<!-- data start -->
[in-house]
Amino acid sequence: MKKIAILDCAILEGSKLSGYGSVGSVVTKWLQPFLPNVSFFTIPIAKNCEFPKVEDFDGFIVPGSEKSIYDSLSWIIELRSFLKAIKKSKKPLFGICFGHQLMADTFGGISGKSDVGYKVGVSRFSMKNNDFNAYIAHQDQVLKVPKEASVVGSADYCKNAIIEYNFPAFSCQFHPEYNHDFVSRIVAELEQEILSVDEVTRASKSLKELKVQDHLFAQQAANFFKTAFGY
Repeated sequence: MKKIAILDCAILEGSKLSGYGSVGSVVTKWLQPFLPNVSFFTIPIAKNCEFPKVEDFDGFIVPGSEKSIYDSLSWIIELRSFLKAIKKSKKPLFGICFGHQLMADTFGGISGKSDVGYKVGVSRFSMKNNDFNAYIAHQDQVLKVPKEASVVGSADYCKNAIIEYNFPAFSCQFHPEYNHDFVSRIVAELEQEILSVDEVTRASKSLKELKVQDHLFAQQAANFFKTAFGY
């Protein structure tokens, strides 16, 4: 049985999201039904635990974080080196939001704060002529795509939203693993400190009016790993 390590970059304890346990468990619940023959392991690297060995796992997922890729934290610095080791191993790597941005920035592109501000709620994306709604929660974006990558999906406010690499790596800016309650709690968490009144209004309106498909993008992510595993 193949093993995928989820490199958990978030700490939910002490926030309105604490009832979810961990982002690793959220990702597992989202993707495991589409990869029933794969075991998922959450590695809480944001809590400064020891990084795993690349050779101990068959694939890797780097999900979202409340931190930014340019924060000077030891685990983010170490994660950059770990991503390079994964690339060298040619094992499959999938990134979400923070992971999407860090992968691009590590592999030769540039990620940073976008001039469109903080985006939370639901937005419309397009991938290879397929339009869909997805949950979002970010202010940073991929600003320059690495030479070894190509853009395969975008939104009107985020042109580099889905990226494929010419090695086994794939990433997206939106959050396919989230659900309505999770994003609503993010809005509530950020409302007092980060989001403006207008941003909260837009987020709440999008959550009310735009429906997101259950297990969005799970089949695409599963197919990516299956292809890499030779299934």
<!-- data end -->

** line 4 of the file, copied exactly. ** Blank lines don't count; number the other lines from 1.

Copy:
């Protein structure tokens, strides 16, 4: 049985999201039904635990974080080196939001704060002529795509939203693993400190009016790993 390590970059304890346990468990619940023959392991690297060995796992997922890729934290610095080791191993790597941005920035592109501000709620994306709604929660974006990558999906406010690499790596800016309650709690968490009144209004309106498909993008992510595993 193949093993995928989820490199958990978030700490939910002490926030309105604490009832979810961990982002690793959220990702597992989202993707495991589409990869029933794969075991998922959450590695809480944001809590400064020891990084795993690349050779101990068959694939890797780097999900979202409340931190930014340019924060000077030891685990983010170490994660950059770990991503390079994964690339060298040619094992499959999938990134979400923070992971999407860090992968691009590590592999030769540039990620940073976008001039469109903080985006939370639901937005419309397009991938290879397929339009869909997805949950979002970010202010940073991929600003320059690495030479070894190509853009395969975008939104009107985020042109580099889905990226494929010419090695086994794939990433997206939106959050396919989230659900309505999770994003609503993010809005509530950020409302007092980060989001403006207008941003909260837009987020709440999008959550009310735009429906997101259950297990969005799970089949695409599963197919990516299956292809890499030779299934």